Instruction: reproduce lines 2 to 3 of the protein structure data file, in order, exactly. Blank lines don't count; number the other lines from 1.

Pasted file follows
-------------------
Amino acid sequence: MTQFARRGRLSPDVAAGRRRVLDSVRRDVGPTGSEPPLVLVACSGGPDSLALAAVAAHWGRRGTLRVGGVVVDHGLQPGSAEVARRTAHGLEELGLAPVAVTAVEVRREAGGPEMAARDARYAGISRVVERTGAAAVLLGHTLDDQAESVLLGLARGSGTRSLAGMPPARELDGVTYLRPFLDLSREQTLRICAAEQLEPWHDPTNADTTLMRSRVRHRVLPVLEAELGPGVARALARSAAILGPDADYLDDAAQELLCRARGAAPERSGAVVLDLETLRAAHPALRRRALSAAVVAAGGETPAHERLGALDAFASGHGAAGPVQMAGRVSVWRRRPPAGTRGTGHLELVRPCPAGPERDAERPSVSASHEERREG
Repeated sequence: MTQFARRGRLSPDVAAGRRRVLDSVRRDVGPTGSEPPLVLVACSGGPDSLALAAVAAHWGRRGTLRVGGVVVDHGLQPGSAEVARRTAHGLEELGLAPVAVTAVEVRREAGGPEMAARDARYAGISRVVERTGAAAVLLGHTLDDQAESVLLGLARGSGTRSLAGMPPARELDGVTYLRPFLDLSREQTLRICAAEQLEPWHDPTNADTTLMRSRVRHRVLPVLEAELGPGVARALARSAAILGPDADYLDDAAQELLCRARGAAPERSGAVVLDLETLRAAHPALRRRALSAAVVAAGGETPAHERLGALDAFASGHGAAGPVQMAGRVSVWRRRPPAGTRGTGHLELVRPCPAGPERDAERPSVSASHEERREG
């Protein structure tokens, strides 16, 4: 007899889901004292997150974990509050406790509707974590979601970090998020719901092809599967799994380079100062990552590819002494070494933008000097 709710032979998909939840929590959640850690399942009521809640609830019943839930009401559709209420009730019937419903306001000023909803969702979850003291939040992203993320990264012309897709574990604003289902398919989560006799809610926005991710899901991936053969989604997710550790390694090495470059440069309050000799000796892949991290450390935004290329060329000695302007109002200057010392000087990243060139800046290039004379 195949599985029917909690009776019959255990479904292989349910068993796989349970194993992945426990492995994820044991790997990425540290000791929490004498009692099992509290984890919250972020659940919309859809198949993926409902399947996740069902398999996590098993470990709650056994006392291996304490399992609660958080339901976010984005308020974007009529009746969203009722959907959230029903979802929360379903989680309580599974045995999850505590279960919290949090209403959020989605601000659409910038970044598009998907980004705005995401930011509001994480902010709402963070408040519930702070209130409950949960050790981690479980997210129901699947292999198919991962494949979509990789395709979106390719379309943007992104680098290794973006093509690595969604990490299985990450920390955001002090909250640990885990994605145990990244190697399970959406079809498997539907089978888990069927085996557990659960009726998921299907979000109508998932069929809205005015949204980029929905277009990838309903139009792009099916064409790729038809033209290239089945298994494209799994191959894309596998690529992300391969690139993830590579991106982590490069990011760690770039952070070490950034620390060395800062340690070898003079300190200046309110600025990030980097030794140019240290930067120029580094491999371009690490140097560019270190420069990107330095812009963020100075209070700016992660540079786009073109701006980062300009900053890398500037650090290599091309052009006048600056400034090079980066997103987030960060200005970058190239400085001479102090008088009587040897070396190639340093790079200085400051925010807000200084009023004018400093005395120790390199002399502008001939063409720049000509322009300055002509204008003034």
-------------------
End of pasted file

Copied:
Repeated sequence: MTQFARRGRLSPDVAAGRRRVLDSVRRDVGPTGSEPPLVLVACSGGPDSLALAAVAAHWGRRGTLRVGGVVVDHGLQPGSAEVARRTAHGLEELGLAPVAVTAVEVRREAGGPEMAARDARYAGISRVVERTGAAAVLLGHTLDDQAESVLLGLARGSGTRSLAGMPPARELDGVTYLRPFLDLSREQTLRICAAEQLEPWHDPTNADTTLMRSRVRHRVLPVLEAELGPGVARALARSAAILGPDADYLDDAAQELLCRARGAAPERSGAVVLDLETLRAAHPALRRRALSAAVVAAGGETPAHERLGALDAFASGHGAAGPVQMAGRVSVWRRRPPAGTRGTGHLELVRPCPAGPERDAERPSVSASHEERREG
């Protein structure tokens, strides 16, 4: 007899889901004292997150974990509050406790509707974590979601970090998020719901092809599967799994380079100062990552590819002494070494933008000097 709710032979998909939840929590959640850690399942009521809640609830019943839930009401559709209420009730019937419903306001000023909803969702979850003291939040992203993320990264012309897709574990604003289902398919989560006799809610926005991710899901991936053969989604997710550790390694090495470059440069309050000799000796892949991290450390935004290329060329000695302007109002200057010392000087990243060139800046290039004379 195949599985029917909690009776019959255990479904292989349910068993796989349970194993992945426990492995994820044991790997990425540290000791929490004498009692099992509290984890919250972020659940919309859809198949993926409902399947996740069902398999996590098993470990709650056994006392291996304490399992609660958080339901976010984005308020974007009529009746969203009722959907959230029903979802929360379903989680309580599974045995999850505590279960919290949090209403959020989605601000659409910038970044598009998907980004705005995401930011509001994480902010709402963070408040519930702070209130409950949960050790981690479980997210129901699947292999198919991962494949979509990789395709979106390719379309943007992104680098290794973006093509690595969604990490299985990450920390955001002090909250640990885990994605145990990244190697399970959406079809498997539907089978888990069927085996557990659960009726998921299907979000109508998932069929809205005015949204980029929905277009990838309903139009792009099916064409790729038809033209290239089945298994494209799994191959894309596998690529992300391969690139993830590579991106982590490069990011760690770039952070070490950034620390060395800062340690070898003079300190200046309110600025990030980097030794140019240290930067120029580094491999371009690490140097560019270190420069990107330095812009963020100075209070700016992660540079786009073109701006980062300009900053890398500037650090290599091309052009006048600056400034090079980066997103987030960060200005970058190239400085001479102090008088009587040897070396190639340093790079200085400051925010807000200084009023004018400093005395120790390199002399502008001939063409720049000509322009300055002509204008003034």